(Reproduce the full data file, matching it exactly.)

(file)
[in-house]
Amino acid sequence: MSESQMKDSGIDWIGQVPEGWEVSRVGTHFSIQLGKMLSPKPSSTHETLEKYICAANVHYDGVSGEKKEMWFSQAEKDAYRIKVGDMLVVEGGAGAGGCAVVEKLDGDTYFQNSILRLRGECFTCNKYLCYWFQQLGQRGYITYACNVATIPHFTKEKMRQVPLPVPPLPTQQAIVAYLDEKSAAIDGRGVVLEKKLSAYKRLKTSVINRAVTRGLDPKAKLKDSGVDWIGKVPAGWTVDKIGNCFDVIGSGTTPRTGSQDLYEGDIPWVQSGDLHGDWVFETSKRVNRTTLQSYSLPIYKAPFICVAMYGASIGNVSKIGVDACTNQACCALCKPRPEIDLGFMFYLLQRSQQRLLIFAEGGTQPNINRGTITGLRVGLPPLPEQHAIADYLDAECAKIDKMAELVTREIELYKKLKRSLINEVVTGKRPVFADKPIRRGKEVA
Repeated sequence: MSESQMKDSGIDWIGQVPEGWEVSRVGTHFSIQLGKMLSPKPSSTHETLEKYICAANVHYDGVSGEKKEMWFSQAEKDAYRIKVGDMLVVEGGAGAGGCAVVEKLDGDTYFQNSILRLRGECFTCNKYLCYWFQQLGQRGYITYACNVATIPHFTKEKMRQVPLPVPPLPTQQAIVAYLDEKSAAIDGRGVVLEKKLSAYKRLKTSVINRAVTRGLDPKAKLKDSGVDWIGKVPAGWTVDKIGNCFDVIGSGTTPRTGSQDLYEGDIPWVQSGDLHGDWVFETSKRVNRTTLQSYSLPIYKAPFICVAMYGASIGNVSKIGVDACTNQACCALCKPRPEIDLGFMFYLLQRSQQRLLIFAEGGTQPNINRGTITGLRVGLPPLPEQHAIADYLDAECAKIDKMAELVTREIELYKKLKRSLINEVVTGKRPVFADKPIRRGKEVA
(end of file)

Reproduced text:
[in-house]
Amino acid sequence: MSESQMKDSGIDWIGQVPEGWEVSRVGTHFSIQLGKMLSPKPSSTHETLEKYICAANVHYDGVSGEKKEMWFSQAEKDAYRIKVGDMLVVEGGAGAGGCAVVEKLDGDTYFQNSILRLRGECFTCNKYLCYWFQQLGQRGYITYACNVATIPHFTKEKMRQVPLPVPPLPTQQAIVAYLDEKSAAIDGRGVVLEKKLSAYKRLKTSVINRAVTRGLDPKAKLKDSGVDWIGKVPAGWTVDKIGNCFDVIGSGTTPRTGSQDLYEGDIPWVQSGDLHGDWVFETSKRVNRTTLQSYSLPIYKAPFICVAMYGASIGNVSKIGVDACTNQACCALCKPRPEIDLGFMFYLLQRSQQRLLIFAEGGTQPNINRGTITGLRVGLPPLPEQHAIADYLDAECAKIDKMAELVTREIELYKKLKRSLINEVVTGKRPVFADKPIRRGKEVA
Repeated sequence: MSESQMKDSGIDWIGQVPEGWEVSRVGTHFSIQLGKMLSPKPSSTHETLEKYICAANVHYDGVSGEKKEMWFSQAEKDAYRIKVGDMLVVEGGAGAGGCAVVEKLDGDTYFQNSILRLRGECFTCNKYLCYWFQQLGQRGYITYACNVATIPHFTKEKMRQVPLPVPPLPTQQAIVAYLDEKSAAIDGRGVVLEKKLSAYKRLKTSVINRAVTRGLDPKAKLKDSGVDWIGKVPAGWTVDKIGNCFDVIGSGTTPRTGSQDLYEGDIPWVQSGDLHGDWVFETSKRVNRTTLQSYSLPIYKAPFICVAMYGASIGNVSKIGVDACTNQACCALCKPRPEIDLGFMFYLLQRSQQRLLIFAEGGTQPNINRGTITGLRVGLPPLPEQHAIADYLDAECAKIDKMAELVTREIELYKKLKRSLINEVVTGKRPVFADKPIRRGKEVA